To me the English nation appears not
only one of great enterprise, but ranks
first as a people that civilized the world.
Pleasant fountains shaded by grace-
ful palms or mangoes, marked the inter-
section of many of the streets, and
numerous little parks were scattered
here and there throughout the city.
The streets were well-paved and clean ;
and the houses, though small, have a
neat and sanitary appearance.
About four o'clock we turned our

































CAVALRY IN ST. KITTS

CAVALRY IN ST. KITT'S.











A FIELD-DAY IN ST. KITT'S 31

steps in the direction of the athletic
games.
While these games are not different
in themselves from the ordinary tourna-
ments of athletics that we have in Amer-
ica, there is here added to them the
romantic interest of being given by ma-
rines and officers of far-away England.
In the background loom up the great
mountains; before us, beyond gently
sloping meadows and plains, the ocean
rolls in the distance.
The field was lined with carriages
and vehicles of all kinds, filled with
pretty girls arrayed in striking costumes
for this gala occasion of the week.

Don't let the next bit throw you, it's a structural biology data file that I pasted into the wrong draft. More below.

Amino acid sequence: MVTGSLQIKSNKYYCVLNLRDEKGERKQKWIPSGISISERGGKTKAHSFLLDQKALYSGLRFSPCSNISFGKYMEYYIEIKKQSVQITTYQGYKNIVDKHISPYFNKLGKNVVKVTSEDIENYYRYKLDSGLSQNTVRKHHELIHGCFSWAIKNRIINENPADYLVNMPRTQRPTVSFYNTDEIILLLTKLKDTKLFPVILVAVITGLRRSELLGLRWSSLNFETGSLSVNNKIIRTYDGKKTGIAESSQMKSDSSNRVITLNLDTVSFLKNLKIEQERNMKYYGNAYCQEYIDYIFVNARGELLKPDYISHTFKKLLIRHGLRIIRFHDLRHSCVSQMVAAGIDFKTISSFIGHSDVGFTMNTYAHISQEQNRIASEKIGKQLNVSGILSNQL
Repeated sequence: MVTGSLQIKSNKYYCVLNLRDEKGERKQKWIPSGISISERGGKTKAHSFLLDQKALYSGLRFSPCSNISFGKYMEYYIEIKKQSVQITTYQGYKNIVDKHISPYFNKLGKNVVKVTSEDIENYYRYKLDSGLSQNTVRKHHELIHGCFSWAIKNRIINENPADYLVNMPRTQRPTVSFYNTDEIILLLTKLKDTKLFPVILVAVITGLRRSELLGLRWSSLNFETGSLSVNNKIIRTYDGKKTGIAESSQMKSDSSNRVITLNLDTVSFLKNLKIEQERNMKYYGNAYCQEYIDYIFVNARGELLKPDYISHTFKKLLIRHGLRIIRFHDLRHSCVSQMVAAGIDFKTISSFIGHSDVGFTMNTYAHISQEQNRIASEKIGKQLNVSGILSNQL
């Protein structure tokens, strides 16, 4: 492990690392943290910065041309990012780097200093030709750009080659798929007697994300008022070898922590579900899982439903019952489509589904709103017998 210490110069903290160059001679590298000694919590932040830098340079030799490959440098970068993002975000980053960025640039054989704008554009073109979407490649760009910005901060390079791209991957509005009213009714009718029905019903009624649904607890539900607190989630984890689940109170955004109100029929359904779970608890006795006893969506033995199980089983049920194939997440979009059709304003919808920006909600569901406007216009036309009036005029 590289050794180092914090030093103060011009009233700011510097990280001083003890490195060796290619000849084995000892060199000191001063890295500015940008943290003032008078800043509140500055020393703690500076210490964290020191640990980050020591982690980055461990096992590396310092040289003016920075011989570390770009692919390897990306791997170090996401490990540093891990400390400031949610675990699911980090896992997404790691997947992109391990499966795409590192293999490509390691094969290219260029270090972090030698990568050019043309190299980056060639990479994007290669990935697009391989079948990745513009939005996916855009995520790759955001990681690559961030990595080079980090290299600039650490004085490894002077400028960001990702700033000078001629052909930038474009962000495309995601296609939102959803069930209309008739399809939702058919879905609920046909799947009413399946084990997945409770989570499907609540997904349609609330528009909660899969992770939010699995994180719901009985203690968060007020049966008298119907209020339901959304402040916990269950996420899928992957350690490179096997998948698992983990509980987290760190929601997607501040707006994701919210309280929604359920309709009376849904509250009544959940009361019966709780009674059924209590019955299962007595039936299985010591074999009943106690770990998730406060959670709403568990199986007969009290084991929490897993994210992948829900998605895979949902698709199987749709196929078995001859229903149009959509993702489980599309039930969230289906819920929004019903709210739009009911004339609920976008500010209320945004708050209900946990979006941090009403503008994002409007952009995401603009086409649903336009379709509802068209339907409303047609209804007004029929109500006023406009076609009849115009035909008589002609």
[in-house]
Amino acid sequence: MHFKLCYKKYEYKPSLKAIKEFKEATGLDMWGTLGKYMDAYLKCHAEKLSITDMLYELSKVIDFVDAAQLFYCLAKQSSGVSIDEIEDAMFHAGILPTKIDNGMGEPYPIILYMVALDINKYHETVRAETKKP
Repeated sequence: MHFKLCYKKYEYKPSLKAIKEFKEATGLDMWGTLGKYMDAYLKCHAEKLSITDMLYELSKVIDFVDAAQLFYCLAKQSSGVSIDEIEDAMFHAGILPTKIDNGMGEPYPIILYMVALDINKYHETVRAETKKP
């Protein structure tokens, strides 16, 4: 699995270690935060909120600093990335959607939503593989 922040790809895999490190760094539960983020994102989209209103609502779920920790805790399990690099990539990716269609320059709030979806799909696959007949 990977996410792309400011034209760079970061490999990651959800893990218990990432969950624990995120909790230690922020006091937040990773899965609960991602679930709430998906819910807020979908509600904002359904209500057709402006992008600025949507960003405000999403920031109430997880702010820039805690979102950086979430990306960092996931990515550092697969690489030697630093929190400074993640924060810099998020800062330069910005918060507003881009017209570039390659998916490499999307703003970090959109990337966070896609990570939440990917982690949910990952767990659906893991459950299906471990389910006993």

Here, through some English folk to
whom I had cards of introduction, I
made some very pleasant acquaint-
ances.
We sat in one of the carriages with a
bevy of fair English ladies, and amidst
the shouts and laughter and confusion
of the throng, thoroughly enjoyed our-








32 VENEZUELA AND WEST INDIES

selves. Popcorn, peanuts, lemonade,
sandwiches, soda and the like were all
in good form, and to say that we spent
a pleasant afternoon would hardly do
justice to our appreciation.














VII.


ENSEMBLE

THE Marine Band is playing a dreamy
southern air. We are aboard the
English warship Blake. In the dis-
tance, glistening in the moon, the palms
sigh. Imagine the romance of a mili-
tary ball in the tropics !
We were anchored only a short dis-
tance from Her Majesty's island of St.
Kitt's. The mountains rise from the
bosom of the ocean clad in a mantle of
rich tropical vegetation.
"Ah Count," I say, as the moon
appearing from a cloud brings this
grant panorama to view, "if there is
any 4sark of true life in a man, this
would surely kindle it into nobility "









34 VENEZUELA AND WEST INDIES
Thereupon my friend answers, "Why
ponder upon such serious thoughts
when your friend, yonder pretty Ameri-
can girl, awaits you for this waltz ?"
I am soon gliding away in the dance
with one of the sweetest girls. We are
on the British West India ship, whose
deck, garnished by pretty women and
handsome officers in full military dress,
presents a scene not likely to be for-